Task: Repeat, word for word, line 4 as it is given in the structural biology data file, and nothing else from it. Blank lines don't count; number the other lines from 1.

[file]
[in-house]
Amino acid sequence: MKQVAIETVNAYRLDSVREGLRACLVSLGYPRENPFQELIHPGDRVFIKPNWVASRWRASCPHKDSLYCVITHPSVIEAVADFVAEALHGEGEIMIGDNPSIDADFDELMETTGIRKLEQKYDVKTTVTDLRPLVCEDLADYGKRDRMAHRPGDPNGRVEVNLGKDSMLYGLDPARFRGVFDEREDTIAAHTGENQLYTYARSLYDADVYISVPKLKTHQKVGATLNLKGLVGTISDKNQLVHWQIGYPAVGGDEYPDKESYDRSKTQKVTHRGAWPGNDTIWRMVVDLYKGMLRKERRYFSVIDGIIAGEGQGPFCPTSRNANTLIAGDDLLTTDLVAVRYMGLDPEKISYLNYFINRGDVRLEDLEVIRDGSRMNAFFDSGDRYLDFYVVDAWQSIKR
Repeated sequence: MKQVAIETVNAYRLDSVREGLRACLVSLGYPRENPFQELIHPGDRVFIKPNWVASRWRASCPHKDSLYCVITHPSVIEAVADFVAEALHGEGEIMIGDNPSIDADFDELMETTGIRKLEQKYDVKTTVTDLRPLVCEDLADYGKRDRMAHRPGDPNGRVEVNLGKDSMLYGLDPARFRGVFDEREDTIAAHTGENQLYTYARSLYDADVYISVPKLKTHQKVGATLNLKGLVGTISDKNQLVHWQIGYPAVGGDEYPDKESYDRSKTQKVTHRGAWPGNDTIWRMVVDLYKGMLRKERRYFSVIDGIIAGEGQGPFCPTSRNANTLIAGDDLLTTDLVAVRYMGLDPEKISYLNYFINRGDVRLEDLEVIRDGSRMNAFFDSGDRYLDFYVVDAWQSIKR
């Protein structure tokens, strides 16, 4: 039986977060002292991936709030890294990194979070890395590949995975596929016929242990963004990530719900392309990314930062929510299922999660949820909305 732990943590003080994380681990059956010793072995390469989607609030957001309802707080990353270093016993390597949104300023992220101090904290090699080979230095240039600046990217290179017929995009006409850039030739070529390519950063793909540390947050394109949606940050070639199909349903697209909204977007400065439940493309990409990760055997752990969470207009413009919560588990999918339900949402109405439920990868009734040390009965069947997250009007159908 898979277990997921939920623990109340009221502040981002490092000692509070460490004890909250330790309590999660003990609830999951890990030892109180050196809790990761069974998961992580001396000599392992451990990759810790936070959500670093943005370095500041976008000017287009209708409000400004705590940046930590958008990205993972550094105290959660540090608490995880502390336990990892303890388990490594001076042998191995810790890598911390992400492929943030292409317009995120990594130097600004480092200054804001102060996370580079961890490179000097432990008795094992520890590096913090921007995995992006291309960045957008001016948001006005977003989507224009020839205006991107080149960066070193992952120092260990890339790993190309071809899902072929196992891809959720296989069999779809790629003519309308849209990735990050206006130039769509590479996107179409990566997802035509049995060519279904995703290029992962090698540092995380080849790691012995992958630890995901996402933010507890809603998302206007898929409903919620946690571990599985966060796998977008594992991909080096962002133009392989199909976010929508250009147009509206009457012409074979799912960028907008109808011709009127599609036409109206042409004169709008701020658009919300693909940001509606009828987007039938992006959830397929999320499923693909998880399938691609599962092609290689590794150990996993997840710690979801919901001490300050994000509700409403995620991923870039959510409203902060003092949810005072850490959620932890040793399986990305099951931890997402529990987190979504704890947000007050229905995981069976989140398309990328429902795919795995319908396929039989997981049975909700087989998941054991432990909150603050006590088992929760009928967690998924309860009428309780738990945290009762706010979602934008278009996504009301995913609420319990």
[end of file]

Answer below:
């Protein structure tokens, strides 16, 4: 039986977060002292991936709030890294990194979070890395590949995975596929016929242990963004990530719900392309990314930062929510299922999660949820909305 732990943590003080994380681990059956010793072995390469989607609030957001309802707080990353270093016993390597949104300023992220101090904290090699080979230095240039600046990217290179017929995009006409850039030739070529390519950063793909540390947050394109949606940050070639199909349903697209909204977007400065439940493309990409990760055997752990969470207009413009919560588990999918339900949402109405439920990868009734040390009965069947997250009007159908 898979277990997921939920623990109340009221502040981002490092000692509070460490004890909250330790309590999660003990609830999951890990030892109180050196809790990761069974998961992580001396000599392992451990990759810790936070959500670093943005370095500041976008000017287009209708409000400004705590940046930590958008990205993972550094105290959660540090608490995880502390336990990892303890388990490594001076042998191995810790890598911390992400492929943030292409317009995120990594130097600004480092200054804001102060996370580079961890490179000097432990008795094992520890590096913090921007995995992006291309960045957008001016948001006005977003989507224009020839205006991107080149960066070193992952120092260990890339790993190309071809899902072929196992891809959720296989069999779809790629003519309308849209990735990050206006130039769509590479996107179409990566997802035509049995060519279904995703290029992962090698540092995380080849790691012995992958630890995901996402933010507890809603998302206007898929409903919620946690571990599985966060796998977008594992991909080096962002133009392989199909976010929508250009147009509206009457012409074979799912960028907008109808011709009127599609036409109206042409004169709008701020658009919300693909940001509606009828987007039938992006959830397929999320499923693909998880399938691609599962092609290689590794150990996993997840710690979801919901001490300050994000509700409403995620991923870039959510409203902060003092949810005072850490959620932890040793399986990305099951931890997402529990987190979504704890947000007050229905995981069976989140398309990328429902795919795995319908396929039989997981049975909700087989998941054991432990909150603050006590088992929760009928967690998924309860009428309780738990945290009762706010979602934008278009996504009301995913609420319990």